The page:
2. 2. Implement the program Run a pilot program with existing group at BCC (e.g. the new post-concussion group) Program to be run by Brain Care Centre staff Offer program at times when caregivers available (e.g. offer day and evening programs)  Evaluate the program Using standardized evaluation tools and qualitative interviews: Determine if planned outcomes were reached Evaluate findings to determine improvements for next iteration/cycle of the program  About the Action Research CycleAction research is a methodology which has the dual aims of action & research1, p. 6: • action to bring about change in some community or organisation or program • research to increase understanding on the part of the researcher or the client, or both (and often some wider community)About the Holistic Habit Retraining modelThe Holistic Habit Retraining (HHR) model2 aims to generate practical, utilitarian strategiesfor retraining adaptive cognitive, emotional, behavioral and social skills, as well asstrategies for overcoming common obstacles to utilizing methods that promote effectiveskills acquisition.About the Program Logic ModelThe program logic model3 aims to describe the following: • The main components (major activities) of a program. • The implementation objectives (translating the main components into objectives that describe what the program is expected to do). • The program outputs (indicators of a program’s implementation and information about the delivery of the services and characteristics of people receiving the service. • The short-term/medium-term and long-term outcome objectives relate to what is expected to change resulting from the program. (HOW to measure the outcome objectives is not listed in the model but it does suggest WHAT needs to be measured).References:1. Dick, R. (1993). You want to do an action research thesis? — How to conduct and report action research (Including a beginner’s guide to the literature). Chapel Hill, Qld.: Interchange.2. Martelli, M.F., Nicholson, K., & Zasler, N.D. (2008). Skill reacquisition after acquired brain injury: a holistic habit retraining model of neurorehabilitation. NeuroRehabilitation, 23(2), 115-126.3. Letts, L., Law, M., Pollock, N., Stewart, D., Westmorland, M., Philpot, A., & Bosch, J. (1999). A programme evaluation workbook for occupational therapists: An evidence based practice tool. Ottawa, ON: CAOT Publications ACE.     1 1 1 2 Anita Hamilton MOccThy, Richard Tang , Matthew Fong , Lily Ma MScOT 1 2 University of Alberta, Canada , Brain Care Centre, Alberta Canada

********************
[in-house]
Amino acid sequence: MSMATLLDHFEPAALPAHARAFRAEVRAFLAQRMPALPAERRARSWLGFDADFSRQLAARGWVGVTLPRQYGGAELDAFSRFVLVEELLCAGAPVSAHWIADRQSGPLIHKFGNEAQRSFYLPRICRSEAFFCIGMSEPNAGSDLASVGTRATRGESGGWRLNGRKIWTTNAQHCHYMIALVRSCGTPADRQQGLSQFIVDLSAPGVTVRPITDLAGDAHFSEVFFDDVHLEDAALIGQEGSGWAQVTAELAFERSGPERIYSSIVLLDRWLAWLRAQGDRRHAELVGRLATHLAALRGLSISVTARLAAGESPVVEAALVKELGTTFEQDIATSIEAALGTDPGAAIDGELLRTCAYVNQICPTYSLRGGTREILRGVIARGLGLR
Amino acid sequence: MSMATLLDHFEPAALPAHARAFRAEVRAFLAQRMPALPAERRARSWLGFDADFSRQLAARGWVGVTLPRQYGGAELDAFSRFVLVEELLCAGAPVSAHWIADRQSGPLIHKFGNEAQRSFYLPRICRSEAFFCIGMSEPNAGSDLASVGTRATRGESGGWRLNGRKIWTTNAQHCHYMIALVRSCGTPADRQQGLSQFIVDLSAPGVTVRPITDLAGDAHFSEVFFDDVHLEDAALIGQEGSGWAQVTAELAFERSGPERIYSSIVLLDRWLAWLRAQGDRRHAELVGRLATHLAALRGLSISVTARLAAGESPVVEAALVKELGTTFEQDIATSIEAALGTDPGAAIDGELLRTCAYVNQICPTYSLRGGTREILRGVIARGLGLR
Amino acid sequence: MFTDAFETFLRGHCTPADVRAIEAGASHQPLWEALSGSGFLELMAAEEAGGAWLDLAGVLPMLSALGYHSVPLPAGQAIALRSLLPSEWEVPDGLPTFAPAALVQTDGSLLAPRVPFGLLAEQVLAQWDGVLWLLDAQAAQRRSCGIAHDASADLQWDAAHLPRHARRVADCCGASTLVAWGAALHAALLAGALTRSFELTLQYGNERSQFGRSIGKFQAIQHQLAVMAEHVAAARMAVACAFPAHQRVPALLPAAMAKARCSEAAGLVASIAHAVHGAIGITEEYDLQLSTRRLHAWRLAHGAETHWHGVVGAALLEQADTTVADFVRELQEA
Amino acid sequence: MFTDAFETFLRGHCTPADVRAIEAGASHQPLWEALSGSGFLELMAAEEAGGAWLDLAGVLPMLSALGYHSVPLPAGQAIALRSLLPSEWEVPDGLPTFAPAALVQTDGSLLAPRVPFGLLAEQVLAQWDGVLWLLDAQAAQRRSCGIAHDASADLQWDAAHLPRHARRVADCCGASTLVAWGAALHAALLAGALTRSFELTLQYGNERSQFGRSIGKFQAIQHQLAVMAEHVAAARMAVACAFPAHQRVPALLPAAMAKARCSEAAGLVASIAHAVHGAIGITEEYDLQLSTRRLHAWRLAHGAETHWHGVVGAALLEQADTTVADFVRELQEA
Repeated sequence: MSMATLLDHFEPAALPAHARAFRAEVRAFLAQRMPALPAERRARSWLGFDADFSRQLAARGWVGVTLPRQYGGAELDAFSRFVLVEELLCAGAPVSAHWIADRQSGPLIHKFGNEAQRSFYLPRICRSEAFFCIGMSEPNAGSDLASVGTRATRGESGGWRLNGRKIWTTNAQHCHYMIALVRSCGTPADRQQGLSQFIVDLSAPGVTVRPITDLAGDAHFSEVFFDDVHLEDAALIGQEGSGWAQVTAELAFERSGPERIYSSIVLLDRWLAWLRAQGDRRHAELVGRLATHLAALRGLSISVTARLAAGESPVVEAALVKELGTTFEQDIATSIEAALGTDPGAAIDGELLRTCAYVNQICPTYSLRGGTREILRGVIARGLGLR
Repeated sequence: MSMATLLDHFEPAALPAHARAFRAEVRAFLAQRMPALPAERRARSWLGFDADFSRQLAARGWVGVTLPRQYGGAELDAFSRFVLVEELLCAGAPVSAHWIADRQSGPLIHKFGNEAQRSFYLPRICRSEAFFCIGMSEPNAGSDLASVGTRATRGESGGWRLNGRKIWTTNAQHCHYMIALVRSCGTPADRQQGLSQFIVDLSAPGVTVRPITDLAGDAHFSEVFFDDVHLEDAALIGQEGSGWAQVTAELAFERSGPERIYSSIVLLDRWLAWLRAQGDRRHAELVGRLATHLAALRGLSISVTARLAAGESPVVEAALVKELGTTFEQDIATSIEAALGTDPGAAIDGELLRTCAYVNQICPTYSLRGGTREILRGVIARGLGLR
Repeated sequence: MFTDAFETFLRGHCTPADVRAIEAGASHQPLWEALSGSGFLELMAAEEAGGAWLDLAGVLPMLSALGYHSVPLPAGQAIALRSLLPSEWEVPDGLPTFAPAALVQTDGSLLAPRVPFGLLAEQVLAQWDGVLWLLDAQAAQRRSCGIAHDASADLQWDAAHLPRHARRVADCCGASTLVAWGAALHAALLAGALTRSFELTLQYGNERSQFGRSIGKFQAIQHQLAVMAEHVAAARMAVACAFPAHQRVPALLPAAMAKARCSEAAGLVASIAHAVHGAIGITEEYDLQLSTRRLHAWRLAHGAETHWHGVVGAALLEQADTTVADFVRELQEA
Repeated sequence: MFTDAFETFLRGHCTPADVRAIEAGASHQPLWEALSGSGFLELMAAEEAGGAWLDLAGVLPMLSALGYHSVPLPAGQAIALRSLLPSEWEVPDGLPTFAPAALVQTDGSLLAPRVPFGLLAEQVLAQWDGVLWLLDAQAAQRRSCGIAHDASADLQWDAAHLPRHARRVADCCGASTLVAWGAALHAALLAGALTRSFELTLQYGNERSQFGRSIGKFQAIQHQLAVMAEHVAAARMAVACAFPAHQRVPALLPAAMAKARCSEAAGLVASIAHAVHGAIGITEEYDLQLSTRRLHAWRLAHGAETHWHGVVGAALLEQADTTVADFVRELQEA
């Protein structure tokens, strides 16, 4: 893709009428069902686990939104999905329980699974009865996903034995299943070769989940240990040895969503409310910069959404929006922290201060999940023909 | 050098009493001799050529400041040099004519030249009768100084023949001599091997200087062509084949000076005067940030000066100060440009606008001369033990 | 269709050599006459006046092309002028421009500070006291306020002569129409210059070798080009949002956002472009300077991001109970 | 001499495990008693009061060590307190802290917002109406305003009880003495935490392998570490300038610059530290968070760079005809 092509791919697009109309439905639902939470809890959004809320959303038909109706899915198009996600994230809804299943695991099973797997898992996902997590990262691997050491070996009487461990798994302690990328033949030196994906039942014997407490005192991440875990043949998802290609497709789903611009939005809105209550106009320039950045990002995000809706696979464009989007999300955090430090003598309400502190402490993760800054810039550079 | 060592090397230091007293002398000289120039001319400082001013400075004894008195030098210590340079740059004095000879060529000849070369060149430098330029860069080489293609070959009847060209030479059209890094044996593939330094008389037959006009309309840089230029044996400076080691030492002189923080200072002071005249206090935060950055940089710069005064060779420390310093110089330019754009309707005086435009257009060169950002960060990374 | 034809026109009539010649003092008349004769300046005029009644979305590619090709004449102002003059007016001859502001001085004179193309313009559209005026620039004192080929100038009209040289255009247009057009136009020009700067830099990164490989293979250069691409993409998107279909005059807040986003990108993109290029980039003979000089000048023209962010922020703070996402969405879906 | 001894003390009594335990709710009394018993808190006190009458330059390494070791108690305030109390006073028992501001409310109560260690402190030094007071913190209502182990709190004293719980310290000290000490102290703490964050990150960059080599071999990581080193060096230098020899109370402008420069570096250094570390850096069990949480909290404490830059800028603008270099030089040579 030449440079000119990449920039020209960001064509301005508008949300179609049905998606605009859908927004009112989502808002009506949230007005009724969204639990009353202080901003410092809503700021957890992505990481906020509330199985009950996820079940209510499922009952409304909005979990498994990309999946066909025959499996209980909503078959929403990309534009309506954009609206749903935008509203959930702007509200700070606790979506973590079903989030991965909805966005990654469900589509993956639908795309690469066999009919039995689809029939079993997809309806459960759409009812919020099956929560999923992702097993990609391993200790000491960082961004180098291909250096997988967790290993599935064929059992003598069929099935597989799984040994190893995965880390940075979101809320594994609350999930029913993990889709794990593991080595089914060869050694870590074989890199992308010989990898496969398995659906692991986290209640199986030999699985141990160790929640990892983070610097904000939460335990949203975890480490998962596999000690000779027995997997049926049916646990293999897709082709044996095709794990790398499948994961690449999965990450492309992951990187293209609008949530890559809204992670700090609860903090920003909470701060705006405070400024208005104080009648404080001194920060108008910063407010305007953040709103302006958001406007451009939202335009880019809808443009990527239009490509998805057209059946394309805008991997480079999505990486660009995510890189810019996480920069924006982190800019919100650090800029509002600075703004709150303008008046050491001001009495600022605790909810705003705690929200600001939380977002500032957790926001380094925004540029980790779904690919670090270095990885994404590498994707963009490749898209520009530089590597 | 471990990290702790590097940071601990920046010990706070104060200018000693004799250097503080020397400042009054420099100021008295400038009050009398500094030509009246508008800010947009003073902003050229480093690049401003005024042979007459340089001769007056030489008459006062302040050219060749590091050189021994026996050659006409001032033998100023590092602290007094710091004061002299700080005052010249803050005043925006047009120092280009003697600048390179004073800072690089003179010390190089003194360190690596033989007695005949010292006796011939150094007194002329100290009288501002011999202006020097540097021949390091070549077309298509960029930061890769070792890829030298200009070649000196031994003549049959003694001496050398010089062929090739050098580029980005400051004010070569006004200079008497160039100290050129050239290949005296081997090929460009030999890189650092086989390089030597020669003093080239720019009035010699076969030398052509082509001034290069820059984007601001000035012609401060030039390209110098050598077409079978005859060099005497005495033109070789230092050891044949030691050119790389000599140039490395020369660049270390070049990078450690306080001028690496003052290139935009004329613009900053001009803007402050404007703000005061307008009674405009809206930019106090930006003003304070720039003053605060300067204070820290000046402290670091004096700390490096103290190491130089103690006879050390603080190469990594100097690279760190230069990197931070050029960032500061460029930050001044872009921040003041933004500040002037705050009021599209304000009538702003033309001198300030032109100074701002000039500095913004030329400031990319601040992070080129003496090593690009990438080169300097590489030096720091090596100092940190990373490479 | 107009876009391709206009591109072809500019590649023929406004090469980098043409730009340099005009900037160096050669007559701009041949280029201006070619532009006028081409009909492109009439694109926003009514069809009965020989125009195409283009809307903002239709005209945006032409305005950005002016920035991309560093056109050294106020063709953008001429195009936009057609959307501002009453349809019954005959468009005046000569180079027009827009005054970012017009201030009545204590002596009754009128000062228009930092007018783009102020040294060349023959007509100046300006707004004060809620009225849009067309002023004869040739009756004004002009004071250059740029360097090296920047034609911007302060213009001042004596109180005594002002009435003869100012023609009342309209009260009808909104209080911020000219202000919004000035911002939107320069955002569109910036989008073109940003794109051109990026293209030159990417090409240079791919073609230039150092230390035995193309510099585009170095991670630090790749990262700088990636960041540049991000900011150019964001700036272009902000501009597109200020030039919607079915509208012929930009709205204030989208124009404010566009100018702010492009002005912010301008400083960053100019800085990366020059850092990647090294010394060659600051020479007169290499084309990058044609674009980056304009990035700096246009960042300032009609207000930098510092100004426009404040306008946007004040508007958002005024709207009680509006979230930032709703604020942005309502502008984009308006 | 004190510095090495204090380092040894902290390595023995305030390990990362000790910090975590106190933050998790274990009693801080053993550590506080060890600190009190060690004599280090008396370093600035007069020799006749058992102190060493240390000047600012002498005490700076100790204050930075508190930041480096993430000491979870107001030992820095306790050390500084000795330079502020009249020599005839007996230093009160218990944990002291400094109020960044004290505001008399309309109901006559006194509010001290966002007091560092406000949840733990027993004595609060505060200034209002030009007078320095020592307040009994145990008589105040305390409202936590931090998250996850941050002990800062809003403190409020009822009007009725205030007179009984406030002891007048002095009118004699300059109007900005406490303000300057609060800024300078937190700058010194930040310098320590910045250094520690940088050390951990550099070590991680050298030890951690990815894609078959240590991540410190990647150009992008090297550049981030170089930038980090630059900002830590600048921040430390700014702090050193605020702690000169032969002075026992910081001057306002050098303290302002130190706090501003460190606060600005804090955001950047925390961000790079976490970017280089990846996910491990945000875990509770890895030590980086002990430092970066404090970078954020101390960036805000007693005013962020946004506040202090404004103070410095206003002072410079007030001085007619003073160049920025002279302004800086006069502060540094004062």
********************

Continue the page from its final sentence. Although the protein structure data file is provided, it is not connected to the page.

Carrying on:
3. 3. Presenting the process of developing the program using the Logic Model   1 1 1 2 Anita Hamilton MOccThy, Richard Tang , Matthew Fong , Lily Ma MScOT 1 2 University of Alberta, Canada , Brain Care Centre, Alberta Canada